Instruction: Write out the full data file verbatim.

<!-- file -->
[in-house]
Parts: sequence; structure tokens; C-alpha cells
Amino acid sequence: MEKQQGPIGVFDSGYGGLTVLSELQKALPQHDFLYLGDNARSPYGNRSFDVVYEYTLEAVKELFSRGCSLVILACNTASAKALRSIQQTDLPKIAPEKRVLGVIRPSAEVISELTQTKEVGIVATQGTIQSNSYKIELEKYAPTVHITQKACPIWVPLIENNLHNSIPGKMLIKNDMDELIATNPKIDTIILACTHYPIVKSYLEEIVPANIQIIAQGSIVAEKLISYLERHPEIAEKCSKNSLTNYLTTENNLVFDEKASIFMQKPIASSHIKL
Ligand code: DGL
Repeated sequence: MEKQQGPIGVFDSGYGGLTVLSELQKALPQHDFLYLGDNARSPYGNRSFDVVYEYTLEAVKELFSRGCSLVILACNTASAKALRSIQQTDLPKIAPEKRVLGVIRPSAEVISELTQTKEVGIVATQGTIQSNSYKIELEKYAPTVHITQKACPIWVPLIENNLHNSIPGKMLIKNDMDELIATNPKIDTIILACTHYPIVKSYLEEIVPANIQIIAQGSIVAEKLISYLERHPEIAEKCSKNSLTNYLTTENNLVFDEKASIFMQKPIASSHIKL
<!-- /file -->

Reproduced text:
[in-house]
Parts: sequence; structure tokens; C-alpha cells
Amino acid sequence: MEKQQGPIGVFDSGYGGLTVLSELQKALPQHDFLYLGDNARSPYGNRSFDVVYEYTLEAVKELFSRGCSLVILACNTASAKALRSIQQTDLPKIAPEKRVLGVIRPSAEVISELTQTKEVGIVATQGTIQSNSYKIELEKYAPTVHITQKACPIWVPLIENNLHNSIPGKMLIKNDMDELIATNPKIDTIILACTHYPIVKSYLEEIVPANIQIIAQGSIVAEKLISYLERHPEIAEKCSKNSLTNYLTTENNLVFDEKASIFMQKPIASSHIKL
Ligand code: DGL
Repeated sequence: MEKQQGPIGVFDSGYGGLTVLSELQKALPQHDFLYLGDNARSPYGNRSFDVVYEYTLEAVKELFSRGCSLVILACNTASAKALRSIQQTDLPKIAPEKRVLGVIRPSAEVISELTQTKEVGIVATQGTIQSNSYKIELEKYAPTVHITQKACPIWVPLIENNLHNSIPGKMLIKNDMDELIATNPKIDTIILACTHYPIVKSYLEEIVPANIQIIAQGSIVAEKLISYLERHPEIAEKCSKNSLTNYLTTENNLVFDEKASIFMQKPIASSHIKL